It’s been four years since the tragedy happened. It was supposed to be a fun-filled day under the sun when two kids, one boy (5 years old) and one girl (4 years old) drowned and expired in our subdivision swimming pool. They are siblings and the worst part is they are their parents’ only children.
Parents blamed that one guardian they entrusted to watch over the kids. They also blamed the management for not having lifeguards on duty. They were pointing fingers at each other, in denial of the fact that there’s no one else to blame but them and their negligence.
Drowning cases involving children aren’t uncommon, especially during the summer season when pool and beach trips are in full swing. If you are looking forward to a swimming getaway with your children, here are a few safety reminders you should keep in mind to avoid these tragic incidents
- Never trust floaties
Floaties aren’t necessarily kid-friendly as they don’t always keep your little ones afloat. Most floaties, designed as “pool toys” and not life-saving devices, are flimsy and unstable. Aside from having the tendency to slip off easily and limit the child’s range of motion, floaties can also give kids a false sense of confidence in their swimming abilities.
There are three basic rules every parent should keep in mind. Firstly, you should not let your little kid float where he/she can’t swim. Secondly, floaties are never to be trusted. For little children and inexperienced swimmers, opt for a more secured U.S. Coast Guard-approved life jacket that’s appropriate for your child’s weight and chest size. Lastly, you should pay attention and be beyond arm’s reach of your kid using a floatation device.
- Stop the breath-holding games
Who can stay underwater longer? This is a popular pool dare we’re all familiar with. However, it’s a very risky game for one reason – shallow-water blackouts.
The Centers for Disease Control issued a report associating underwater breathing restraints to fatal drowning incidents. When kids overexert themselves in holding their breaths, they can lose consciousness underwater and drown.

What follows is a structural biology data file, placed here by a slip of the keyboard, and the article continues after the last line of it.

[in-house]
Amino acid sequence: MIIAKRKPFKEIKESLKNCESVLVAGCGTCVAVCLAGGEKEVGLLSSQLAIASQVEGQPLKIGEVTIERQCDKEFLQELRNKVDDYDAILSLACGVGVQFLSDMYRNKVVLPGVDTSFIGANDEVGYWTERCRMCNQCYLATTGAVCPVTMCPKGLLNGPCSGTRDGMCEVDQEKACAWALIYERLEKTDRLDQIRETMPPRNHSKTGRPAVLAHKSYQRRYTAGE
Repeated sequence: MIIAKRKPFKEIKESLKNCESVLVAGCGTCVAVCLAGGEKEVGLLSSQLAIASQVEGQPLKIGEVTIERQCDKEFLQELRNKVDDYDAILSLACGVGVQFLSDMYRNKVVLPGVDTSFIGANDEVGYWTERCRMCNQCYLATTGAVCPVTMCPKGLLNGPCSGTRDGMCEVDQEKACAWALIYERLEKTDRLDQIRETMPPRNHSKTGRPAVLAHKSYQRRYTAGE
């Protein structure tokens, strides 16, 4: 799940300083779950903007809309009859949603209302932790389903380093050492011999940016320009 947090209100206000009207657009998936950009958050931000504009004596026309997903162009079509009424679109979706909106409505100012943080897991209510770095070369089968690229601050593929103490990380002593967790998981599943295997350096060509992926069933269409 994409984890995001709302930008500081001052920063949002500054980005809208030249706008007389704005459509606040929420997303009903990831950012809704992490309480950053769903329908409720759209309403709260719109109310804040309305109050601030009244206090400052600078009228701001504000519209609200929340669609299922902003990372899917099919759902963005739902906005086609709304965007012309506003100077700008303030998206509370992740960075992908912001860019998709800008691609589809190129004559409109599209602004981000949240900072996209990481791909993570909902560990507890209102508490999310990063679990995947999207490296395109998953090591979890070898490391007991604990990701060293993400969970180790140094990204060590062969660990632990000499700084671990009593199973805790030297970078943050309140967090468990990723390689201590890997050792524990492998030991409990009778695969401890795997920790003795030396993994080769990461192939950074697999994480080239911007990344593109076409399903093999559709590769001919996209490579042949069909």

- Beware of strong pool smell
In contrary to the common belief, that strong chlorine odor you smell isn’t actually chlorine and doesn’t actually mean the pool is a hundred percent disinfected. It’s a byproduct that builds up from the contact of sweat, urine, and fecal matter in the chlorinated water. If the pool is well-maintained, you’re unlikely to have that odor.
This nasty byproduct is also the reason why you develop burning, bloodshot eyes and irritated skin after stepping out of the pool. For some people, the irritants can trigger uncomfortable asthma attacks. Make sure to shower before and after jumping in.
- Know the signs of rip currents
Rip currents are extremely strong currents of water that can be as high as 2,500 feet but are usually no wider than 30 feet. These powerful currents move along the sea surface and generally hit at the points of the shoreline where the sea is the deepest. Once you get caught in one, it’s nearly impossible to get out.
Rip currents are difficult to identify. Some of the general signs of rip currents include a channel of churning choppy water, change of color in the water beyond the surf zone, a line of seaweed, seafoam, or debris moving steadily seaward, and a break in the incoming wave pattern as waves approach the shore.
- Keep as close as possible to the lifeguards on duty
It’s a no-brainer to always swim where lifeguards can see you. Another reason to stay close is for you to be able to see the beach warning flags.
Each warning flag color signifies beach’s hazard level:
- Green stands for Low Hazard (calm condition).
- Yellow stands for Medium Hazard (moderate surf and/or currents).
- Single Red stands for High Hazard (high surf and/or strong currents).
- Double Red means the beach is closed to the public.
- Lastly, you may also see a Purple flag, which stands for “presence of dangerous marine life” (jellyfish, stingrays, dangerous fishes) and can be raised with either the Red or Yellow flag.
- Put your distractions away
Likely to drown in the virtual world? Your kid may drown too if you don’t put your phone down.
Make sure you give your 100% attention and alertness when your kid is in the water. Mobile phones are the biggest thief of time and attention. A lot of things can happen in one blink of an eye. Your kid, who you think is safe in the shallow kiddie pool, might hit his/her head, pass out, or transfer to the deep adult pool when not supervised.
- Swim with your little one
Even accomplished swimmers are no match for deadly rip currents. So no matter how good your kid’s swimming skills are, never leave him or her alone in the water, especially if you’re in the ocean. Also, never ask a stranger to supervise the kid on your behalf.
Keep in touch and swim with your kid. Not only you can completely watch over your kid but you can even strengthen your bond when you swim with him/her rather than watch your youngster from a distance.
Author Bio: Carmina Natividad is one of the writers for Swimprint, a go-to shop for swimming enthusiasts, specializing in swim caps in the UK. While she’s fascinated in writing articles focused on sport fashion, health, and wellness, she swears to never give up pizza.